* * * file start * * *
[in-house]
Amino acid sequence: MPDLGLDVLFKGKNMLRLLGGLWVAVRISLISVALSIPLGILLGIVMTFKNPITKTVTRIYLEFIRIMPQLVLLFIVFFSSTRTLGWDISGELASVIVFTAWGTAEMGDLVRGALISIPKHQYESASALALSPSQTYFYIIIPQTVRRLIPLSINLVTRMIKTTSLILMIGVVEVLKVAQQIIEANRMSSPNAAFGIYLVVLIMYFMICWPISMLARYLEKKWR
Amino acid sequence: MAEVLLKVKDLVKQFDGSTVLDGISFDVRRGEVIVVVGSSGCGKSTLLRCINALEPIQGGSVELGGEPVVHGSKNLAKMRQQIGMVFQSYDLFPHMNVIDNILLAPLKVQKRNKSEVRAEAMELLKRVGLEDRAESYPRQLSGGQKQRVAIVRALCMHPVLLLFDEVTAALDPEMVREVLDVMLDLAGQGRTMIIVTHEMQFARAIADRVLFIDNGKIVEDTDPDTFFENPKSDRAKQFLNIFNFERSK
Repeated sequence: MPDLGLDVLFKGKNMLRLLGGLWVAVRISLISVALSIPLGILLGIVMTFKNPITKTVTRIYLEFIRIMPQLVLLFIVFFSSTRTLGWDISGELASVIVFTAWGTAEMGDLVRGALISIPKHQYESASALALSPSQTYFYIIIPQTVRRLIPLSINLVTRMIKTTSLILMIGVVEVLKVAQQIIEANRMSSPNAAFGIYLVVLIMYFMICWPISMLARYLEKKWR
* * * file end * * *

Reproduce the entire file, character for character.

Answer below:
[in-house]
Amino acid sequence: MPDLGLDVLFKGKNMLRLLGGLWVAVRISLISVALSIPLGILLGIVMTFKNPITKTVTRIYLEFIRIMPQLVLLFIVFFSSTRTLGWDISGELASVIVFTAWGTAEMGDLVRGALISIPKHQYESASALALSPSQTYFYIIIPQTVRRLIPLSINLVTRMIKTTSLILMIGVVEVLKVAQQIIEANRMSSPNAAFGIYLVVLIMYFMICWPISMLARYLEKKWR
Amino acid sequence: MAEVLLKVKDLVKQFDGSTVLDGISFDVRRGEVIVVVGSSGCGKSTLLRCINALEPIQGGSVELGGEPVVHGSKNLAKMRQQIGMVFQSYDLFPHMNVIDNILLAPLKVQKRNKSEVRAEAMELLKRVGLEDRAESYPRQLSGGQKQRVAIVRALCMHPVLLLFDEVTAALDPEMVREVLDVMLDLAGQGRTMIIVTHEMQFARAIADRVLFIDNGKIVEDTDPDTFFENPKSDRAKQFLNIFNFERSK
Repeated sequence: MPDLGLDVLFKGKNMLRLLGGLWVAVRISLISVALSIPLGILLGIVMTFKNPITKTVTRIYLEFIRIMPQLVLLFIVFFSSTRTLGWDISGELASVIVFTAWGTAEMGDLVRGALISIPKHQYESASALALSPSQTYFYIIIPQTVRRLIPLSINLVTRMIKTTSLILMIGVVEVLKVAQQIIEANRMSSPNAAFGIYLVVLIMYFMICWPISMLARYLEKKWR